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Comment Lack of editing (Score 0) 195

It's clickbait headlines like this one that drive me to Reddit. Every substantive clause in the headline is contradicted by the article.

It wasn't a glitch, it was a design decision. The farm wasn't random, it was a specific one that happened to include a set of coordinates. And the farm may have been hell, but it wasn't a digital one -- it was hell because of people in meatspace misbehaving on the basis of some information that happened to have been transported in digital form.

I check back in from time to time, but things here seem to be getting worse, not better.

Comment Nope. They're hard enough to crimp while drunk. (Score 2) 566

From the question's comparison to a bunch of cables that you can't (easily) terminate yourself, I'm going to assume you buy all your ethernet cables. That's great except when you want to fish cable through walls, and use punchdown jacks in patch panels. Or make one that's a custom length. Or repair a 30m cable with a broken wire 5mm from one end.

The only thing wrong with RJ45 is the fragility of the locking tab, and plastic overshields do a pretty good job of protecting that.

Comment Re:End of life? (Score 1) 388

There are plenty of development problems remaining. The email ecosystem has evolved out from under Thunderbird.
    * No synchronization with online addressbooks without flaky, unsupported plugins.
    * Poor treatment of Gmail tags
    * It *still* can't figure out an http IMG in an html sig, link is broken after the first response.

Also, there's lots of stupid feature issues (which might be because I'm on Linux). My main annoyances are:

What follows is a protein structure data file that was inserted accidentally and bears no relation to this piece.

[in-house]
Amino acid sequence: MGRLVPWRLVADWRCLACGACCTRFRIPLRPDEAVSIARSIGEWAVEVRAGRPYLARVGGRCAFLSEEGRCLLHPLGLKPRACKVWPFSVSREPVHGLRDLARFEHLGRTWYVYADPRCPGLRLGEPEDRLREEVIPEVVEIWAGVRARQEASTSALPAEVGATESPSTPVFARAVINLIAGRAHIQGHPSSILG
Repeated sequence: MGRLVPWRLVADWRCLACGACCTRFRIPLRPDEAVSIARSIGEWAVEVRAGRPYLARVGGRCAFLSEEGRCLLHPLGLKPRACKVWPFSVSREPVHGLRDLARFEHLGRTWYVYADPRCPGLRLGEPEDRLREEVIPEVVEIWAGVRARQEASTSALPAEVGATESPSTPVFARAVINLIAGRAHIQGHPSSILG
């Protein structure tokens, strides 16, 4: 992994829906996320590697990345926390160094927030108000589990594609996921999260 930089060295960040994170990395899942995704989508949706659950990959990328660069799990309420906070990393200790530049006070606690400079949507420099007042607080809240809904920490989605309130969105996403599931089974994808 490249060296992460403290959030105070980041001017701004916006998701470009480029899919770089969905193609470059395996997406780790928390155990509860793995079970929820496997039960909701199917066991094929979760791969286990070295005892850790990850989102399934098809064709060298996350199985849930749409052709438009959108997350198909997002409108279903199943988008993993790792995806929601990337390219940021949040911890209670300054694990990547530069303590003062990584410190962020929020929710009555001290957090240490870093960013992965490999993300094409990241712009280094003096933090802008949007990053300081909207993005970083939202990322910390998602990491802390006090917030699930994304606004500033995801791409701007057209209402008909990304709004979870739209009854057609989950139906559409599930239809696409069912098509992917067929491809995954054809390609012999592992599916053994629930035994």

* Can't drag attachments out of thunderbird
    * Can't copy text out of address book without opening contact into edit mode.
    * Address book can't default into a view which excludes auto-collected contacts
    * Can't disable sig append after first response in a thread.

Comment Re:You are asking the wrong queston... (Score 1) 343

I work in a consulting environment where multiple people MUST collaborate on the same report technical input, technical overview, analysis, technical review, business english review are all often done by separate people) often from remote locations, and often on tight timelines.

So I question your assertion that this is a process "problem". In some cases at least, it is a process, and one which is only problematic from a technical perspective.

Comment I have done this with Tortoise and SVN (Score 1) 343

I helped grow an engineering company from 3 people to 25 with a mandate to provide for satellite offices and remote non-technical workers. SVN/Tortoise was the hammer I chose, because it was the only hammer I knew at the time that was even vaguely like a Document Management System.